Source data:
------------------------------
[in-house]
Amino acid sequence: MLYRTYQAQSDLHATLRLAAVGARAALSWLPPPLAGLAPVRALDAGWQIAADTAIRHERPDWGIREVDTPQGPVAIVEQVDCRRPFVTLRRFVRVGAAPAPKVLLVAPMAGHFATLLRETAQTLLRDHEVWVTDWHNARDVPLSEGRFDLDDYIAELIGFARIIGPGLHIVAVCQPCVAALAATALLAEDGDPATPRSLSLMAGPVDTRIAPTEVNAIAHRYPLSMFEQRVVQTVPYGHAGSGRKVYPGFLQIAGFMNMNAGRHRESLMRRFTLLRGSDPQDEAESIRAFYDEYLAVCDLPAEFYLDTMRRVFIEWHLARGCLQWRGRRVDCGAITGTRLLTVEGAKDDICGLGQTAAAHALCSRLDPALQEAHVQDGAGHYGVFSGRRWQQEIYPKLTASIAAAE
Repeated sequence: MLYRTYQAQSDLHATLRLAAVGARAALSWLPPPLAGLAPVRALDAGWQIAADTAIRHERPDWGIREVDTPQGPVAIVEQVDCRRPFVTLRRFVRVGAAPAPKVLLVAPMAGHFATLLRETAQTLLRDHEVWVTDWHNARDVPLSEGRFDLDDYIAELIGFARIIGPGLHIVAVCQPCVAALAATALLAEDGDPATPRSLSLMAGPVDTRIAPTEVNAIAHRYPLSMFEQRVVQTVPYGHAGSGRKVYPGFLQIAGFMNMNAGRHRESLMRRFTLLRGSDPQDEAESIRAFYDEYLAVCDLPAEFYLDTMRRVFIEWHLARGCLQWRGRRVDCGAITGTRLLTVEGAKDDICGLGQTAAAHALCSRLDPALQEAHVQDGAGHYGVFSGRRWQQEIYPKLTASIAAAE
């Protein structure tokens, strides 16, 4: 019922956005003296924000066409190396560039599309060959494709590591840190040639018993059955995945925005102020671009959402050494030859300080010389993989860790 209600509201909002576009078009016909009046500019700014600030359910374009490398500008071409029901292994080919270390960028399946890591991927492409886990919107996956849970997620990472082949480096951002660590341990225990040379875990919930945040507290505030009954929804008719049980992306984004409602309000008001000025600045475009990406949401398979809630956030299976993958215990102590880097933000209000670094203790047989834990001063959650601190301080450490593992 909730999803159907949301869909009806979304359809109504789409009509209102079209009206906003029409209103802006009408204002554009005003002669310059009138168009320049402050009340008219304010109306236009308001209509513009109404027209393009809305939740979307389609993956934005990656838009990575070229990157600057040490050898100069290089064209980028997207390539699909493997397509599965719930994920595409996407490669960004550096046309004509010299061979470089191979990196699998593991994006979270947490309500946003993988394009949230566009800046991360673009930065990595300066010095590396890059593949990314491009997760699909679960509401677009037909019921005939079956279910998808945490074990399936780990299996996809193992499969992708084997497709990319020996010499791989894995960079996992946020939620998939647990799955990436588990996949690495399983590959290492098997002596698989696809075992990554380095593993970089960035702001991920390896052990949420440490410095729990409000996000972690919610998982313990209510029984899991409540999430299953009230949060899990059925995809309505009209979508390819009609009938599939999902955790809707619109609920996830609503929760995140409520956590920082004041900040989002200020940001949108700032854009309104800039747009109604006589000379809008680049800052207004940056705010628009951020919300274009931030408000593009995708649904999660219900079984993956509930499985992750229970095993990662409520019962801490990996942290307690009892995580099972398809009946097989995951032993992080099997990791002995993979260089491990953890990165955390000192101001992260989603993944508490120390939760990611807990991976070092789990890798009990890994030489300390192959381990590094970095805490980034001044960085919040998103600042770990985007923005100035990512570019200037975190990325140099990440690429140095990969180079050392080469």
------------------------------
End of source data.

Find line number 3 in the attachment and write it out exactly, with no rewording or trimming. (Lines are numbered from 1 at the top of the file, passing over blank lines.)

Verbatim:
Repeated sequence: MLYRTYQAQSDLHATLRLAAVGARAALSWLPPPLAGLAPVRALDAGWQIAADTAIRHERPDWGIREVDTPQGPVAIVEQVDCRRPFVTLRRFVRVGAAPAPKVLLVAPMAGHFATLLRETAQTLLRDHEVWVTDWHNARDVPLSEGRFDLDDYIAELIGFARIIGPGLHIVAVCQPCVAALAATALLAEDGDPATPRSLSLMAGPVDTRIAPTEVNAIAHRYPLSMFEQRVVQTVPYGHAGSGRKVYPGFLQIAGFMNMNAGRHRESLMRRFTLLRGSDPQDEAESIRAFYDEYLAVCDLPAEFYLDTMRRVFIEWHLARGCLQWRGRRVDCGAITGTRLLTVEGAKDDICGLGQTAAAHALCSRLDPALQEAHVQDGAGHYGVFSGRRWQQEIYPKLTASIAAAE